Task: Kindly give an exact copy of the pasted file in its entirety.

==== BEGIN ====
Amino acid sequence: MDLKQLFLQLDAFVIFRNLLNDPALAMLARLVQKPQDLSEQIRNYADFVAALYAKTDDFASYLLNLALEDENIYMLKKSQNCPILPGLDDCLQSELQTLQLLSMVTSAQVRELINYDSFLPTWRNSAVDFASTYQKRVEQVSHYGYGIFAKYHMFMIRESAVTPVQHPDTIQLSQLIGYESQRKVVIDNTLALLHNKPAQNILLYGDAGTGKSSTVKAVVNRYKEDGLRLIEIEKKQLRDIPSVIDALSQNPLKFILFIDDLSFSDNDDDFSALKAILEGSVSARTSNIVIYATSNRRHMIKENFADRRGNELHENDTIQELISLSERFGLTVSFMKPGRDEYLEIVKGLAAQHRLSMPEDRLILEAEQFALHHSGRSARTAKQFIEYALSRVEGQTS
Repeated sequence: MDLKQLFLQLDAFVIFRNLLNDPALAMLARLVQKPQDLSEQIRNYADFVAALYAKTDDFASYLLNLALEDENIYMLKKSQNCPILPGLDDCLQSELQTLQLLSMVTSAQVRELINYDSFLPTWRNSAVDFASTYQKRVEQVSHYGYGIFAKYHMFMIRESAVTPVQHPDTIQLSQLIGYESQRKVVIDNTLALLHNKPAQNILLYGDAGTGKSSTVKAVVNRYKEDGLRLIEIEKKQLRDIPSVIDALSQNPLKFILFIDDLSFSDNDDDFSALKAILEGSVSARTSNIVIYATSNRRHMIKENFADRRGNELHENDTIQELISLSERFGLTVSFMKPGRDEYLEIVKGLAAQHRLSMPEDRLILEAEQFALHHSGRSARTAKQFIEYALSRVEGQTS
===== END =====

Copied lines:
Amino acid sequence: MDLKQLFLQLDAFVIFRNLLNDPALAMLARLVQKPQDLSEQIRNYADFVAALYAKTDDFASYLLNLALEDENIYMLKKSQNCPILPGLDDCLQSELQTLQLLSMVTSAQVRELINYDSFLPTWRNSAVDFASTYQKRVEQVSHYGYGIFAKYHMFMIRESAVTPVQHPDTIQLSQLIGYESQRKVVIDNTLALLHNKPAQNILLYGDAGTGKSSTVKAVVNRYKEDGLRLIEIEKKQLRDIPSVIDALSQNPLKFILFIDDLSFSDNDDDFSALKAILEGSVSARTSNIVIYATSNRRHMIKENFADRRGNELHENDTIQELISLSERFGLTVSFMKPGRDEYLEIVKGLAAQHRLSMPEDRLILEAEQFALHHSGRSARTAKQFIEYALSRVEGQTS
Repeated sequence: MDLKQLFLQLDAFVIFRNLLNDPALAMLARLVQKPQDLSEQIRNYADFVAALYAKTDDFASYLLNLALEDENIYMLKKSQNCPILPGLDDCLQSELQTLQLLSMVTSAQVRELINYDSFLPTWRNSAVDFASTYQKRVEQVSHYGYGIFAKYHMFMIRESAVTPVQHPDTIQLSQLIGYESQRKVVIDNTLALLHNKPAQNILLYGDAGTGKSSTVKAVVNRYKEDGLRLIEIEKKQLRDIPSVIDALSQNPLKFILFIDDLSFSDNDDDFSALKAILEGSVSARTSNIVIYATSNRRHMIKENFADRRGNELHENDTIQELISLSERFGLTVSFMKPGRDEYLEIVKGLAAQHRLSMPEDRLILEAEQFALHHSGRSARTAKQFIEYALSRVEGQTS